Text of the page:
Amy’s Story by Anna Lawton sets a tempestuous romance against the turbulent half-century of global change that erupted in the 1960s and flowed across the land like a modern Great Flood. The novel plants the seeds of these decades in the post-World War One migration from Europe to the United States and reveals the newest fruits—poison to some, nectar to others—in the closing pages. The private romance and the public turmoil work together to create a story as much about love as it is about progress, about aspiration and success as about longing and loss.
A third conflict, the subtle struggle between the adventurous Amy and childhood friend Stella (with whom she shares a surprising connection) can be summed up in a line: ‘She tried to pull me back and make me think before jumping into action, although my instinct often prevailed.’
At every level the book addresses the question, ‘Where are you from?’ And the structure suggests there is no true answer without first understanding the history that brings you there.
The protagonist arrives in L.A. from Turin as the lover of a charming, if arrogant, Fulbright scholar. Jim is writing an industry-shattering book about Italian film’s influence on Hollywood, an anti-establishment work that will keep him struggling for years to win his place at the table. The pair struggle together; they’re a team; and their struggle occurs at a time when baby boomers around the world are struggling to upend the status quo.
We know the reasons: the war in Vietnam; political assassinations; craven and unstable American leadership; beats and hippies and drugs and music; the push for racial and gender equality. A trip to Mexico during these years reveals the nightmare women endured in the years before Roe v. Wade, a stunning description of the harrowing limits being pushed in the struggle to maintain control over a woman’s own body.
But as her mentor makes plain, not all protestors understand exactly what or why they protest. ‘These kids fill up their mouths with words such as Marxism, Communism, class struggle, revolution, but they don’t even know their true meaning. They lack historical knowledge, never went to the roots.’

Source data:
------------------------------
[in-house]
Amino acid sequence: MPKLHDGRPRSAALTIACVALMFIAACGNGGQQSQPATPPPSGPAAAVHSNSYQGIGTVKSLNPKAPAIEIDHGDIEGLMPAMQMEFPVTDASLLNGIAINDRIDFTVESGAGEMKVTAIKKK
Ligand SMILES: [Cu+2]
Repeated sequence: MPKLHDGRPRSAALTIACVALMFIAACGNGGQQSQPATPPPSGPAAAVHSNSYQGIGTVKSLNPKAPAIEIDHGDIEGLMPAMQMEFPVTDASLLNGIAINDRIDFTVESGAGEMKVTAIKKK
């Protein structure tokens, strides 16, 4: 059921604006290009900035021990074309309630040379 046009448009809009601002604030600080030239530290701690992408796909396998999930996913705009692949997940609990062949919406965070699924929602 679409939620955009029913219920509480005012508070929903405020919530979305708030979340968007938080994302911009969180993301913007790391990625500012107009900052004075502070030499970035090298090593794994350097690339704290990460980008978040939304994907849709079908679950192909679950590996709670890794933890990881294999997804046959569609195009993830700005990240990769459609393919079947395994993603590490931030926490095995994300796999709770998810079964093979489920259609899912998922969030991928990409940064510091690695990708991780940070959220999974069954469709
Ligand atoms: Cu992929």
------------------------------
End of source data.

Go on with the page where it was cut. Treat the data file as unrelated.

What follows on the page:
The roots he refers to are the ideas from Europe that stitched themselves into the fabric of the American Constitution. And his lesson carries an eerie foretaste of the conformity and demagoguery that duped 46.1% of voting Americans last fall: ‘The ‘mass’… this is one of the favorite words in Marxist parlance because the mass can be easily manipulated. All you need is a charismatic leader, a simplistic doctrine, smart images on posters and banners, and…. A new dogma is born, an absolute truth, and all genuflect to it.’
Romantic turmoil aside the principal characters live charmed lives, connected to aristocratic wealth, Italy’s fine arts, New York’s publishing world, success in film and academic circles. The main struggle with Jim, outspoken and strong-willed, too intellectually righteous not to be his own worst enemy, leads to a split with him and a dull marriage to a bland college provost.
Flash forward through the 80s and 90s to post 9/11 New York and a passionate reunion with Amy’s old lover. Now grey and grand—he in film, she in literature—the two reflect on the flood that brought them here: ‘We have a president who’s not really been elected by the people, but selected by the Supreme Court. That was a political act that discredited one of our most sacred institutions. It put us on a slippery slope because when the institutions are discredited the nation collapses.’
The errant invasion of Iraq? ‘Yet, there’s no student revolt against this war like there was against the Vietnam War. The young seem to be rather indifferent.’ But the times—well, they’ve changed. For one, there’s no draft to drive home the nail of mortality, no conscription to join the 60,000 American war dead.
More to the truth, though, is that Amy’s Story comes to a close before the tax protests earlier this month; the Women’s March on Washington in January; the Black Lives Matter rallies through last summer. It ends before students at Berkeley, rightly or wrongly, shut down a speech by right-wing provocateur and disgraced Breitbart News editor Milo Yiannopoulos in February (and may do the same next week to rabid dog whistler of far right anger and self-righteousness Anne Coulter).
No, the spirit of protest is very much alive today. It is, perhaps, not as massively overpowering as in the 60s when the great deluge of Baby Boomers turned out as a great proportion of the population. After all, we’re dealing with the hard truth of demographics and it’s a different field from when Jim Morrison gave the world 5 to 1: ‘They’ve got the guns but we’ve got the numbers.’
As long as today’s protestors understand where the struggle was born, there’s hope of making a difference. It’s not enough to raise our fists against an undisciplined silver spoon president who came to power on a fascist ideology, who won with a stunning minority by pandering to ignorance, fear, and a facile propensity to blame others.
It’s more important to remember that the election itself presented America with a raft of extremely flawed candidates before whittling these incompetents down to the two most unpopular major party nominees the Republic has ever known.
Anna Lawton’s story will remind us of this.